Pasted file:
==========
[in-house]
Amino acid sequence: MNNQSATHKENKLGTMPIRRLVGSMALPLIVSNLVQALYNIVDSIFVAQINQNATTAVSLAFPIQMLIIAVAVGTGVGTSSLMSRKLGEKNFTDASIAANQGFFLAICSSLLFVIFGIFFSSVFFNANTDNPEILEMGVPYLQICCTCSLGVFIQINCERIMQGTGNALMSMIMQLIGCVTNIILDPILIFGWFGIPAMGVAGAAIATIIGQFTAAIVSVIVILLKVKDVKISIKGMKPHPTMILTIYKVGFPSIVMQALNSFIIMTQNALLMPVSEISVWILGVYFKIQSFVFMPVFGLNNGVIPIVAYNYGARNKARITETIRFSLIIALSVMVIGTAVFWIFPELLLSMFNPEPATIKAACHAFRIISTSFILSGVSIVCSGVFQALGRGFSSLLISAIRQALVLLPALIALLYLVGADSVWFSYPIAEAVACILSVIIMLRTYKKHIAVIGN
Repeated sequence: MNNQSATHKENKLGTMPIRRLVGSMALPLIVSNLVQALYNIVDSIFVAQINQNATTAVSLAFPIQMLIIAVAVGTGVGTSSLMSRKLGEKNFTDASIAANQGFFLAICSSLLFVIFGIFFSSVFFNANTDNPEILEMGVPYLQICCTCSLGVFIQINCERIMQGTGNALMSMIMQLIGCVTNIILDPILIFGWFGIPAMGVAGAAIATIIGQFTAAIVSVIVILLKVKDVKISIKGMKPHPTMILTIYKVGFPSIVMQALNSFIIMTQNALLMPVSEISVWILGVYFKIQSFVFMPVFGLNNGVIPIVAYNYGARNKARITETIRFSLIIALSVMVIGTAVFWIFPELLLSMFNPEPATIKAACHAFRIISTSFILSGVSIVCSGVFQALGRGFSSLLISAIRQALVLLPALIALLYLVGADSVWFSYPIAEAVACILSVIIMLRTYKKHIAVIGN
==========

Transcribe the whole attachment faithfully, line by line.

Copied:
[in-house]
Amino acid sequence: MNNQSATHKENKLGTMPIRRLVGSMALPLIVSNLVQALYNIVDSIFVAQINQNATTAVSLAFPIQMLIIAVAVGTGVGTSSLMSRKLGEKNFTDASIAANQGFFLAICSSLLFVIFGIFFSSVFFNANTDNPEILEMGVPYLQICCTCSLGVFIQINCERIMQGTGNALMSMIMQLIGCVTNIILDPILIFGWFGIPAMGVAGAAIATIIGQFTAAIVSVIVILLKVKDVKISIKGMKPHPTMILTIYKVGFPSIVMQALNSFIIMTQNALLMPVSEISVWILGVYFKIQSFVFMPVFGLNNGVIPIVAYNYGARNKARITETIRFSLIIALSVMVIGTAVFWIFPELLLSMFNPEPATIKAACHAFRIISTSFILSGVSIVCSGVFQALGRGFSSLLISAIRQALVLLPALIALLYLVGADSVWFSYPIAEAVACILSVIIMLRTYKKHIAVIGN
Repeated sequence: MNNQSATHKENKLGTMPIRRLVGSMALPLIVSNLVQALYNIVDSIFVAQINQNATTAVSLAFPIQMLIIAVAVGTGVGTSSLMSRKLGEKNFTDASIAANQGFFLAICSSLLFVIFGIFFSSVFFNANTDNPEILEMGVPYLQICCTCSLGVFIQINCERIMQGTGNALMSMIMQLIGCVTNIILDPILIFGWFGIPAMGVAGAAIATIIGQFTAAIVSVIVILLKVKDVKISIKGMKPHPTMILTIYKVGFPSIVMQALNSFIIMTQNALLMPVSEISVWILGVYFKIQSFVFMPVFGLNNGVIPIVAYNYGARNKARITETIRFSLIIALSVMVIGTAVFWIFPELLLSMFNPEPATIKAACHAFRIISTSFILSGVSIVCSGVFQALGRGFSSLLISAIRQALVLLPALIALLYLVGADSVWFSYPIAEAVACILSVIIMLRTYKKHIAVIGN